The first step is to create the root folder for our project. You can use your operating system file manager or use a shell command. For Unix-like shell environments, use the following commands to create the directory and then navigate into the new directory:

$mkdir <root-folder-name>
$cd <root-folder-name>

Under the project's root folder, create and activate a virtual environment to keep our libraries and dependencies apart from our system's path:  

$virtualenv <virtual-enviroment-name>
$source <virtual-enviroment-name>/bin/activate

For a Windows environment, we may need to use the following command to activate our virtual environment:

$source <virtual-enviroment-name>/Scripts/activate

When we create a virtual environment, the virtualenv command creates a new folder under our project's root directory containing a copy of the Python interpreter, a pip installation, and the path structure to install libraries. The activate script configures the operating system's path variables to the virtual environment folder so that Python and pip execute from the virtual environment.

3. Essential libraries for Machine Learning

After creating the virtual environment, we need to install some essential libraries for Machine Learning and Data Science.

Numpy  

Numpy is an optimized library for basic numerical manipulation. It contains objects and functions to store arrays and matrices, to perform linear algebra operations, basic statistics, random number generation, and numerical transformations. To install the latest NumPy version on your project, run the following command:

$pip install numpy 

Pandas

Pandas is a data manipulation library. It contains functions and objects to load data from many types of data sources into in-memory tables called data frames. With data frames, we can easily index and transform our data. To install the latest version of pandas, run the following command:

$pip install pandas

Matplotlib

Matplotlib is a library for charting and data visualization. Using Matplotlib, we create highly customizable data visualization for our data exploration analysis. To install the latest version of Matplotlib, run the following command:

$pip install matplotlib

Seaborn

Seaborn is a data visualization library built over Matplotlib. Seaborn provides options for styling Matplotlib charts and a higher level chart gallery. To install the latest version of Seaborn, run the following command:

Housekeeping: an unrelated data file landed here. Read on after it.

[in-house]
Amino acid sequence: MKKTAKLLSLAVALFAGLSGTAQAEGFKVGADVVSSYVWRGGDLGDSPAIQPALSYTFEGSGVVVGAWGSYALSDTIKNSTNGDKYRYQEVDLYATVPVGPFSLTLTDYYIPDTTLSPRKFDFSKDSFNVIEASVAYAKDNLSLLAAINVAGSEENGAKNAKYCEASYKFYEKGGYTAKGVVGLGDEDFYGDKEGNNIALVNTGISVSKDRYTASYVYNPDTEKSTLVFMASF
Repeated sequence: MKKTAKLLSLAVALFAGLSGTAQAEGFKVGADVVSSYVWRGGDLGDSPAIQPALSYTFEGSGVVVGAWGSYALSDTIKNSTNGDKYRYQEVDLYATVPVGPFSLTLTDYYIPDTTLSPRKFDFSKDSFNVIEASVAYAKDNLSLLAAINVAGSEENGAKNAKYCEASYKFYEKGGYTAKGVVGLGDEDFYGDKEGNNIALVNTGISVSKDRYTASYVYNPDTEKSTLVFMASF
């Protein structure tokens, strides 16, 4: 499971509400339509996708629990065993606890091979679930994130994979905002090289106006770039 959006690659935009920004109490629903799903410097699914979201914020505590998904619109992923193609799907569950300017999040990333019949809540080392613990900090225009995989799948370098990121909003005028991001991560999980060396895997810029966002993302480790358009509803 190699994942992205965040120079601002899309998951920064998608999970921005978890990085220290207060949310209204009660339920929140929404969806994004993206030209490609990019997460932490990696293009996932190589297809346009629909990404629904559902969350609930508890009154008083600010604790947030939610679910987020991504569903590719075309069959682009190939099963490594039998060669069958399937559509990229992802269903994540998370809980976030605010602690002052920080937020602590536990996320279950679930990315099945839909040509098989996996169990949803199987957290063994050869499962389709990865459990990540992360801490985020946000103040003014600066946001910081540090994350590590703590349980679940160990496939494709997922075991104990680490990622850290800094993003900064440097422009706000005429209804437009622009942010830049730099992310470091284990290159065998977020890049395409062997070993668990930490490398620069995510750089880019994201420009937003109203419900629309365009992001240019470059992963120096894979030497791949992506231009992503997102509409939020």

$pip install seaborn 

Scikit-learn

Scikit-learn is a Machine Learning library that provides algorithms for both supervised and unsupervised learning. Scikit-learn provides state-of-the-art implementations for classical Machine Learning algorithms like Linear and Logistic regression, K-Nearest-Neighbors, Decision Trees, and Support Vector Machines. To install the latest version of Scikit-learn, run the following command:

$pip install scikit-learn

After installing the necessary tools for our project, it is interesting to save the project's current configuration for later use. Using pip, we can dump the list of the project's installed dependencies to a text file and then use it to restore our configuration in another environment. To dump the installed dependencies to a text file, use the following command:

$pip freeze > requirements.txt

4. Create a git repository

Now that we have our essential libraries in place, it is time to create a git repository under our project's root folder to track our files' versions. Under the project's root folder, run the following command to initialize a new git repository:

$git init

After initializing a repository, it is interesting to create a .gitignore file and list the file extensions and directories that git should not track. Usually, these ignored files are output files of compilers and other tools or some local configuration that are not part of our work. The website gitignore.io provides a tool to generate .gitignore files with the most common ignored extensions and directories for different programming languages and environments. After creating your .gitignore file, place it under the project's root folder.